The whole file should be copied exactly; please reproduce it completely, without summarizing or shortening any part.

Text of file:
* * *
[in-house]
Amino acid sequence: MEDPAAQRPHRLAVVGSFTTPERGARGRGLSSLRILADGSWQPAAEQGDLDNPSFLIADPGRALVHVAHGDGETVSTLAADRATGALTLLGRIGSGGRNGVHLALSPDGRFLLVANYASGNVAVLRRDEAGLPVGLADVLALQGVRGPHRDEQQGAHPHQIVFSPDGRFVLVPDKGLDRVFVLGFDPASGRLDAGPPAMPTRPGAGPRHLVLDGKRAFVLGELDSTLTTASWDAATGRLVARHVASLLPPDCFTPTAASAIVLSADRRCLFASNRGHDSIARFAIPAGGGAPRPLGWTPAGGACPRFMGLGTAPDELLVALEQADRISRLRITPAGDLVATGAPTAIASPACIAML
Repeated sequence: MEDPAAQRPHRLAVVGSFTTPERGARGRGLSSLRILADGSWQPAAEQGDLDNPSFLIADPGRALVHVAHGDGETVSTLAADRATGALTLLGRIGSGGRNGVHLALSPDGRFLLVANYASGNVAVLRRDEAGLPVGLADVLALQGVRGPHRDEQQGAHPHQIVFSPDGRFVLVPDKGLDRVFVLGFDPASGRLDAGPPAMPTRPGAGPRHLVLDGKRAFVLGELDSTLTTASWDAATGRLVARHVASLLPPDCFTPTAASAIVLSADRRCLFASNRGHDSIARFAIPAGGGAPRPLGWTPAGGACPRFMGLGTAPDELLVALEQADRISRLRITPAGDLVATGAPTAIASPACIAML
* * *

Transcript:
[in-house]
Amino acid sequence: MEDPAAQRPHRLAVVGSFTTPERGARGRGLSSLRILADGSWQPAAEQGDLDNPSFLIADPGRALVHVAHGDGETVSTLAADRATGALTLLGRIGSGGRNGVHLALSPDGRFLLVANYASGNVAVLRRDEAGLPVGLADVLALQGVRGPHRDEQQGAHPHQIVFSPDGRFVLVPDKGLDRVFVLGFDPASGRLDAGPPAMPTRPGAGPRHLVLDGKRAFVLGELDSTLTTASWDAATGRLVARHVASLLPPDCFTPTAASAIVLSADRRCLFASNRGHDSIARFAIPAGGGAPRPLGWTPAGGACPRFMGLGTAPDELLVALEQADRISRLRITPAGDLVATGAPTAIASPACIAML
Repeated sequence: MEDPAAQRPHRLAVVGSFTTPERGARGRGLSSLRILADGSWQPAAEQGDLDNPSFLIADPGRALVHVAHGDGETVSTLAADRATGALTLLGRIGSGGRNGVHLALSPDGRFLLVANYASGNVAVLRRDEAGLPVGLADVLALQGVRGPHRDEQQGAHPHQIVFSPDGRFVLVPDKGLDRVFVLGFDPASGRLDAGPPAMPTRPGAGPRHLVLDGKRAFVLGELDSTLTTASWDAATGRLVARHVASLLPPDCFTPTAASAIVLSADRRCLFASNRGHDSIARFAIPAGGGAPRPLGWTPAGGACPRFMGLGTAPDELLVALEQADRISRLRITPAGDLVATGAPTAIASPACIAML